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Trees and their reflection on the water lined a lake. Courtesy of NPS.

The Clean Water Act

Congress passed the Clean Water Act (CWA or Act) in 1972. After three key events -- significant amendments in the late 1970s, a regulatory push by the Environmental Protection Agency (EPA), and the defense of these regulations against industry and environmental group challenges -- the regulations were sufficiently in place by the mid 1980s for the Section to commence enforcement litigation in earnest.

The statute’s provisions are straightforward from an enforcement perspective:

  • Stated objective: “to restore and maintain the chemical, physical, and biological integrity of the Nation's waters.”

  • One of the statute's principal provisions provides that “the discharge of any pollutant by any person shall be unlawful.”

  • Liability is strict, and there is no requirement to prove intent or causation.

  • The terms are defined, and have been interpreted broadly historically:

    “The discharge of a pollutant” is defined broadly to include “any addition of any pollutant to navigable waters from any point source,” and

“pollutant” is defined broadly to include “dredged spoil, solid waste, incinerator residue, sewage, garbage, sewage sludge, munitions, chemical wastes, biological materials, radioactive materials, heat, wrecked or discarded equipment, rock, sand, cellar dirt and industrial, municipal and agricultural waste discharged into water . . .".
  • The Act also provides certain exceptions to its prohibition of “the discharge of any pollutant by any person.”

  • Principally, Section 1342(a) authorizes the Administrator of the EPA to “issue a permit for the discharge of any pollutant.”

The 1980s

Throughout the 1980s -- after the regulatory push and judicial challenges had progressed, and discharge permits had been issued to the industrial dischargers and to publicly owned sewage treatment plants -- the Environmental Enforcement Section brought Clean Water Act enforcement actions principally against permitted dischargers for violating the pollutant limits in their permits. Again, the investigation of the violations proved to be straightforward at the outset:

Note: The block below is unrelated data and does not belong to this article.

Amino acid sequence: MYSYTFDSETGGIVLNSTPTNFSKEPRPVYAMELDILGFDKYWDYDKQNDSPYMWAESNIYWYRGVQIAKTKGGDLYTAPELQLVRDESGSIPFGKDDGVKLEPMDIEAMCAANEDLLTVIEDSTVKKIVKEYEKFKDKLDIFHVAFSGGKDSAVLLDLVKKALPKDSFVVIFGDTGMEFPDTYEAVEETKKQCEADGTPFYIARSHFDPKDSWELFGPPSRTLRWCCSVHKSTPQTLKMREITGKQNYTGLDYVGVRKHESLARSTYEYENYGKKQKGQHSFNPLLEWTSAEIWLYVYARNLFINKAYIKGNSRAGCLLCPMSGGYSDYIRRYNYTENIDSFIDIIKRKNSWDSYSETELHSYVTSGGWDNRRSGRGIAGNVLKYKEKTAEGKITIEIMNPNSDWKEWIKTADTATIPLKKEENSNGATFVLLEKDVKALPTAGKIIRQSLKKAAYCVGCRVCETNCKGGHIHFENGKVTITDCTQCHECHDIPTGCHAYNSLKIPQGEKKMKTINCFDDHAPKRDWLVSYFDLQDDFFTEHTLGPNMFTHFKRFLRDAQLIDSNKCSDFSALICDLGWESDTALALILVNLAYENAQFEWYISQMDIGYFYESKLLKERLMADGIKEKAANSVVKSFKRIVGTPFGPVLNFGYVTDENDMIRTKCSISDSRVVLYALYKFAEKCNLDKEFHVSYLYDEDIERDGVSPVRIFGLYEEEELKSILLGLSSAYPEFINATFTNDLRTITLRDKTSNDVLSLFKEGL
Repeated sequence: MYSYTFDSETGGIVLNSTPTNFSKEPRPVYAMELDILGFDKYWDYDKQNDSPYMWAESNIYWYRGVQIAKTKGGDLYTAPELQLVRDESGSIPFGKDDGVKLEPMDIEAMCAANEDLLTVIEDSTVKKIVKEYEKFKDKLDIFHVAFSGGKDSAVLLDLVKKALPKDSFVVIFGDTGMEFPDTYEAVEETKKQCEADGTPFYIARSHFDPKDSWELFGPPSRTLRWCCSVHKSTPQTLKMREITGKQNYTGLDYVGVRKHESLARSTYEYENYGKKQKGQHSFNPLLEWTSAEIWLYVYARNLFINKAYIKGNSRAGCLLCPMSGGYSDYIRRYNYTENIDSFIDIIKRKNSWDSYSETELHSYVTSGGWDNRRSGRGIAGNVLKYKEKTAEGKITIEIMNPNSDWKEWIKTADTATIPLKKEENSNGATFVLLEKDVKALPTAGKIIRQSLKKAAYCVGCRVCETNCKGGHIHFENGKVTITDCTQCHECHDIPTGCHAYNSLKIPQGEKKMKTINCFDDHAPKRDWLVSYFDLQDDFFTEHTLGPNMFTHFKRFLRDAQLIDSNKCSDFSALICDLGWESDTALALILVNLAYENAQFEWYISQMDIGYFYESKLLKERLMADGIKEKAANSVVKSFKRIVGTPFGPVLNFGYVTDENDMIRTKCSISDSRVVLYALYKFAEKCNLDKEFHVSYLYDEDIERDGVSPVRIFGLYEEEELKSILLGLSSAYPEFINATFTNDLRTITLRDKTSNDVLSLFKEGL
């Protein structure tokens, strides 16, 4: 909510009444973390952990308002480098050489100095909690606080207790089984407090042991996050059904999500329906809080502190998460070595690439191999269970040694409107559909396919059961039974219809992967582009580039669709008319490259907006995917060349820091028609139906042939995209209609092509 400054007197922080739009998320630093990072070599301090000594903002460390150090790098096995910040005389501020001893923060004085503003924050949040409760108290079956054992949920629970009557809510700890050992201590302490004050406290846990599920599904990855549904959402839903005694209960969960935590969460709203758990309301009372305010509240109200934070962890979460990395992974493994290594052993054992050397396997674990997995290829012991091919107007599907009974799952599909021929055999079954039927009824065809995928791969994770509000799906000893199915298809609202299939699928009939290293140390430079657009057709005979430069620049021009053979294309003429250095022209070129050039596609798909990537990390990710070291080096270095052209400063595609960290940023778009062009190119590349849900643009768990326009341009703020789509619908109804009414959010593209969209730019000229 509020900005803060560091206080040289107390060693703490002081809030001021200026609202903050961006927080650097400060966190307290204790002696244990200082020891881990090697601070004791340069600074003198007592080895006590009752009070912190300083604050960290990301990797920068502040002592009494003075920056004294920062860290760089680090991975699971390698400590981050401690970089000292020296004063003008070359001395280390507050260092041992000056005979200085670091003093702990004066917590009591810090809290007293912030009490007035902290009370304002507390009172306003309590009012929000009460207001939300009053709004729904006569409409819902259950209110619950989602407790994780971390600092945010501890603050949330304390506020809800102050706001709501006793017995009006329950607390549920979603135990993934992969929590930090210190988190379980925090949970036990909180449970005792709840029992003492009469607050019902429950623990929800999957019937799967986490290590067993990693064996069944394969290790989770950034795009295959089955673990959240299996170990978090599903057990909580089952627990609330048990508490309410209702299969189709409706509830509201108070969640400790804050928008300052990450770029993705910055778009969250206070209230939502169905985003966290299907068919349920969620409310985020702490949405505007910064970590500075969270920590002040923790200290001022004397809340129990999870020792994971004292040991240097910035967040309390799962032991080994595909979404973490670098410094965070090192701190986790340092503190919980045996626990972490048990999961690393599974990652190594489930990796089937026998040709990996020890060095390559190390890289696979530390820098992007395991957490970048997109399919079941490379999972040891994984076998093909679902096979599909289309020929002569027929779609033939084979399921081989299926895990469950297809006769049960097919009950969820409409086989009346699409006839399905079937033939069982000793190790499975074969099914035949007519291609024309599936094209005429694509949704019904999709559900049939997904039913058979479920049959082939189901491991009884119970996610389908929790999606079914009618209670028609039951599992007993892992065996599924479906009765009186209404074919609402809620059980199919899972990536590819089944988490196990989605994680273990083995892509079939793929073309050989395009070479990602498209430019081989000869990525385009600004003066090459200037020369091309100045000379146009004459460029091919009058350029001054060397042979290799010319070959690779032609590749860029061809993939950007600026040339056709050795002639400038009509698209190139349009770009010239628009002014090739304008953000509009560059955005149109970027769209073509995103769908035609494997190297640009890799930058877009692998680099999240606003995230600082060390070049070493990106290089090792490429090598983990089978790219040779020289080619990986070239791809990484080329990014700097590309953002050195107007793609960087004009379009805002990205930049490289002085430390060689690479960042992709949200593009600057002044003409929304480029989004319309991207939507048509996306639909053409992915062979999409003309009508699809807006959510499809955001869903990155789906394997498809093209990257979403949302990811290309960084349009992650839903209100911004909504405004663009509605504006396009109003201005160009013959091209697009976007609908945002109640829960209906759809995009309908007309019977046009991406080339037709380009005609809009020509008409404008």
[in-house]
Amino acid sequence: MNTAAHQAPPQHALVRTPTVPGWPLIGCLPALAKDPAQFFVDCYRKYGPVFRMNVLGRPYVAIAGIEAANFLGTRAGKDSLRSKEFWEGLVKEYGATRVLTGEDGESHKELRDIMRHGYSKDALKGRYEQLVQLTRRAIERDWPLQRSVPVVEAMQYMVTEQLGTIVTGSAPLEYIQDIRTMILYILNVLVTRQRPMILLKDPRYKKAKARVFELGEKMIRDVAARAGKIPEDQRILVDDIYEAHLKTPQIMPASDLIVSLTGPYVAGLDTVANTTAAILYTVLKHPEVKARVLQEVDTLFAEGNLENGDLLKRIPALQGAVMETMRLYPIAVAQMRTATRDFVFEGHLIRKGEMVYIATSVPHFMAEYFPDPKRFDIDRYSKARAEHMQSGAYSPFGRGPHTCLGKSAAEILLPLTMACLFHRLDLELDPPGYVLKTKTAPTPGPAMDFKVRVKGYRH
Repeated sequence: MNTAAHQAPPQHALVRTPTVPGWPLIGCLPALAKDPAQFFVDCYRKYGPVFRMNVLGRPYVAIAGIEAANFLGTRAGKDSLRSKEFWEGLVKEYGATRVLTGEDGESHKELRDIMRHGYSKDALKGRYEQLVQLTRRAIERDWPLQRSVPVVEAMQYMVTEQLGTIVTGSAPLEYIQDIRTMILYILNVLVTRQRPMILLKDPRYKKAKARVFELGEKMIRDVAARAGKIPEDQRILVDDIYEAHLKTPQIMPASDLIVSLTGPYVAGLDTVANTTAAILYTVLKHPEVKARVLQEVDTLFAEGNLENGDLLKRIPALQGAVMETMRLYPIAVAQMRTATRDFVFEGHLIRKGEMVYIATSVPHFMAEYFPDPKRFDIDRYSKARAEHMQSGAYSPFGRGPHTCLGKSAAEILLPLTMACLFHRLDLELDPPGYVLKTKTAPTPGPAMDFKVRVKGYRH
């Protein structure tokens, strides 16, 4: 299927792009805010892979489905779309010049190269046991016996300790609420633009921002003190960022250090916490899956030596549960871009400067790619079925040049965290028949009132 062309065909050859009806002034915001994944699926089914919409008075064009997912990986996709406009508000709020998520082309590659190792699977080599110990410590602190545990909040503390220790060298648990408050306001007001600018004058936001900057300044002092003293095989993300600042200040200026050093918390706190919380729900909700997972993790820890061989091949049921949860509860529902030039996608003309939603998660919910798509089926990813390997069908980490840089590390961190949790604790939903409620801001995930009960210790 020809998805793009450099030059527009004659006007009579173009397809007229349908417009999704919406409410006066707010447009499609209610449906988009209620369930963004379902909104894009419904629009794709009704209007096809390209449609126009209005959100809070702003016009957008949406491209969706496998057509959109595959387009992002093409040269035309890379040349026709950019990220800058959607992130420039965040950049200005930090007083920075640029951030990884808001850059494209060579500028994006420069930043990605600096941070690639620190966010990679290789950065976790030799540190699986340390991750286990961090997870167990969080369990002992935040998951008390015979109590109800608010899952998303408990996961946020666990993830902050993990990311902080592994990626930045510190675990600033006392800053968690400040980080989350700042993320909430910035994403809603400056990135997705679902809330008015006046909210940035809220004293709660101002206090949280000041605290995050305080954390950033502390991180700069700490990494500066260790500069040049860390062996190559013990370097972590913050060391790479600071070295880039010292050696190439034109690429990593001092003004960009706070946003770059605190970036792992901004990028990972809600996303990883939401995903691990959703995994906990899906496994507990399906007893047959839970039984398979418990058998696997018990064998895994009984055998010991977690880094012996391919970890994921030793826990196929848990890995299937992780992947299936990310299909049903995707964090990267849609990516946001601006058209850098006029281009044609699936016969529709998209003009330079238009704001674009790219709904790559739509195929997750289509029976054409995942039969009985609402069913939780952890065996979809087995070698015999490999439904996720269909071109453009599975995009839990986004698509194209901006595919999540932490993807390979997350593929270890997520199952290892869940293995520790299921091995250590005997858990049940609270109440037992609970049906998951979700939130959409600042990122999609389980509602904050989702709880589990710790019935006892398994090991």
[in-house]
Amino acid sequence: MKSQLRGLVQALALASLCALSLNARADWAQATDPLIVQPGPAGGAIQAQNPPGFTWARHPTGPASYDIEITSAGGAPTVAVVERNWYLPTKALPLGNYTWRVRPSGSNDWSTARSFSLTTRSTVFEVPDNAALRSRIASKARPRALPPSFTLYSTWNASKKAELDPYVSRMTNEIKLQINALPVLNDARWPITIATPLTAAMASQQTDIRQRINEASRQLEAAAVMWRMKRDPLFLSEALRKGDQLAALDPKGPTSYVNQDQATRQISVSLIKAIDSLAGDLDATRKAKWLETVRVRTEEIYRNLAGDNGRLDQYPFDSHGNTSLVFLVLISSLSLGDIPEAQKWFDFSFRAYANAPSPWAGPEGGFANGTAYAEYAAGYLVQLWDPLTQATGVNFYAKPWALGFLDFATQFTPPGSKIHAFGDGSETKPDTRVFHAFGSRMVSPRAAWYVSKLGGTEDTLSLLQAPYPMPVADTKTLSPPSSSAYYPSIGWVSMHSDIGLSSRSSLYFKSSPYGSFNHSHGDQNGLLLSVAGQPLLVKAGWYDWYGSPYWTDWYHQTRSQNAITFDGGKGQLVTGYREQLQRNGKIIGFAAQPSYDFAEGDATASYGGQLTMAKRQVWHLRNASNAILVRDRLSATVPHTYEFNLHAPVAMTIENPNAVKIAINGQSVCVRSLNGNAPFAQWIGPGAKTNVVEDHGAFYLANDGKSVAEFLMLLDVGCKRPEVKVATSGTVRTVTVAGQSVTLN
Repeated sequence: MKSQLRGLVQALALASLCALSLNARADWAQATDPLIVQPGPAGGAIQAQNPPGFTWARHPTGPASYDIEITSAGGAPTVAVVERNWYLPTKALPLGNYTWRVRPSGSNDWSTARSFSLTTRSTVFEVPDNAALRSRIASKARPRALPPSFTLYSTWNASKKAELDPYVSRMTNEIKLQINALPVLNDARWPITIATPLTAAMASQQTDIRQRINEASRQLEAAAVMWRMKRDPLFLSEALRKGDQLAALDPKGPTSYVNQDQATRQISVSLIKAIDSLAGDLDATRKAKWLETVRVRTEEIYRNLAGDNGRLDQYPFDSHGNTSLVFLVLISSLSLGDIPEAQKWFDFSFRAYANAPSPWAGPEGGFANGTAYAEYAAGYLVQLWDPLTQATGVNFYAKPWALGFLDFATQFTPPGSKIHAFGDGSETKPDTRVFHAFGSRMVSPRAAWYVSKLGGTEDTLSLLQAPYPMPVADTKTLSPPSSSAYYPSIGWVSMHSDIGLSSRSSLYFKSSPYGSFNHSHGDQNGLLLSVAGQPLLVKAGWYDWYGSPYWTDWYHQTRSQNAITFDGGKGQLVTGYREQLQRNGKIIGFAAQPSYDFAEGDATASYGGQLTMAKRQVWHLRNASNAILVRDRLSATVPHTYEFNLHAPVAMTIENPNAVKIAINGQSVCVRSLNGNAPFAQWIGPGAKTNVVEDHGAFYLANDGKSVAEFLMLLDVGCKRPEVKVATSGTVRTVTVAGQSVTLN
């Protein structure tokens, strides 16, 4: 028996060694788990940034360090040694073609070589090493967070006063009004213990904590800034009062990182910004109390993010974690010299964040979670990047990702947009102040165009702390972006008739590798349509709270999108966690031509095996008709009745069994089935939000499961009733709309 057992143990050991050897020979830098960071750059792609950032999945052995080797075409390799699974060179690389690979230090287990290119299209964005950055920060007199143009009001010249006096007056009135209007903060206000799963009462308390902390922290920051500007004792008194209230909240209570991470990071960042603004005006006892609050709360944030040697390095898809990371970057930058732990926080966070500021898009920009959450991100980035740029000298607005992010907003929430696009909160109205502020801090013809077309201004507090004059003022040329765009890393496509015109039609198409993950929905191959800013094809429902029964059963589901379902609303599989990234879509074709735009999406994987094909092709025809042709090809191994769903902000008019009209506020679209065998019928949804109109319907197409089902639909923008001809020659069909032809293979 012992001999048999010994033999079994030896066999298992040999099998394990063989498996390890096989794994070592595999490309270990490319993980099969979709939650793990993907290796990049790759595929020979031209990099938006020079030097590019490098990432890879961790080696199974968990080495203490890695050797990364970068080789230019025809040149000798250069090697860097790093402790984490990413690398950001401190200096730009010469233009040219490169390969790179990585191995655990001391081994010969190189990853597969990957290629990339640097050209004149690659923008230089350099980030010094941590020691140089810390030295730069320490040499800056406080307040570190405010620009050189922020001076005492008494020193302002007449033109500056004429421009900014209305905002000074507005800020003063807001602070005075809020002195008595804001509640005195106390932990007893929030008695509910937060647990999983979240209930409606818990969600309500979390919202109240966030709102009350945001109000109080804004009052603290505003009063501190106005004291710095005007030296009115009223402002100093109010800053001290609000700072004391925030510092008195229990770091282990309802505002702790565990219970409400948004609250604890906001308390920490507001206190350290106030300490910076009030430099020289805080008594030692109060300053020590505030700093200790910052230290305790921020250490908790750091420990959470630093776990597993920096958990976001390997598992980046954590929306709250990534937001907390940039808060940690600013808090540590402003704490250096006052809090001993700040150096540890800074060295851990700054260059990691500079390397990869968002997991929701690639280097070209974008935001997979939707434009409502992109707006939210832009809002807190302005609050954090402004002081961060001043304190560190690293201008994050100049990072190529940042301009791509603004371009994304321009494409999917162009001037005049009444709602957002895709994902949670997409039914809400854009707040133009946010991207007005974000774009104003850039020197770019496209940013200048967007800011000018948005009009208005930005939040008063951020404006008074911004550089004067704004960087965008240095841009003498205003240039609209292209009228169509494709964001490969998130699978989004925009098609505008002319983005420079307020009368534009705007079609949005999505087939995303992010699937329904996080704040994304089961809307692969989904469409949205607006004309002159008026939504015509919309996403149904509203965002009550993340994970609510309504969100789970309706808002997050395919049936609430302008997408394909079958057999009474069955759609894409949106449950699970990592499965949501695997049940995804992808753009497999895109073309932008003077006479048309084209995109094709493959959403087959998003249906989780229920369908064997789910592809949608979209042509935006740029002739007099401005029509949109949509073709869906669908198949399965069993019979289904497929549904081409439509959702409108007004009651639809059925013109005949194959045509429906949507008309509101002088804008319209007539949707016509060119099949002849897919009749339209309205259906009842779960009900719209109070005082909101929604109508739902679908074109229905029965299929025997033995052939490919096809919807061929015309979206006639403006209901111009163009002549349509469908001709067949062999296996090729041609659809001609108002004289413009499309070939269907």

• The information gathering provisions of EPA’s permit regulations required regular self-reporting of pollutant levels for permitted dischargers, making the identification and proof of violations a matter of little dispute.

The enforcement actions sought penalties for the non-compliance (discharges in excess of permitted pollutant limits) and the implementation of measures or additional treatment technology, or both, to bring the discharges in line with the pollution limits prescribed in the permits.

Enforcement Actions Against Publicly-Owned Sewage Treatment Plants. One category of dischargers received heightened enforcement attention from the inception of modern Clean Water Act enforcement – publicly owned sewage treatment plants –owned in some fashion by our municipalities. Enforcement was focused in a concerted fashion in the late 1980s on bringing all municipal systems up to the same level of sewage treatment, called “secondary treatment” prior to discharging into waters. Cases against such large municipalities as Washington, DC, Philadelphia, Boston, Miami, St. Louis, Denver, San Diego, and many medium to small communities, occupied many enforcement resources throughout the late 1980s to early 1990s.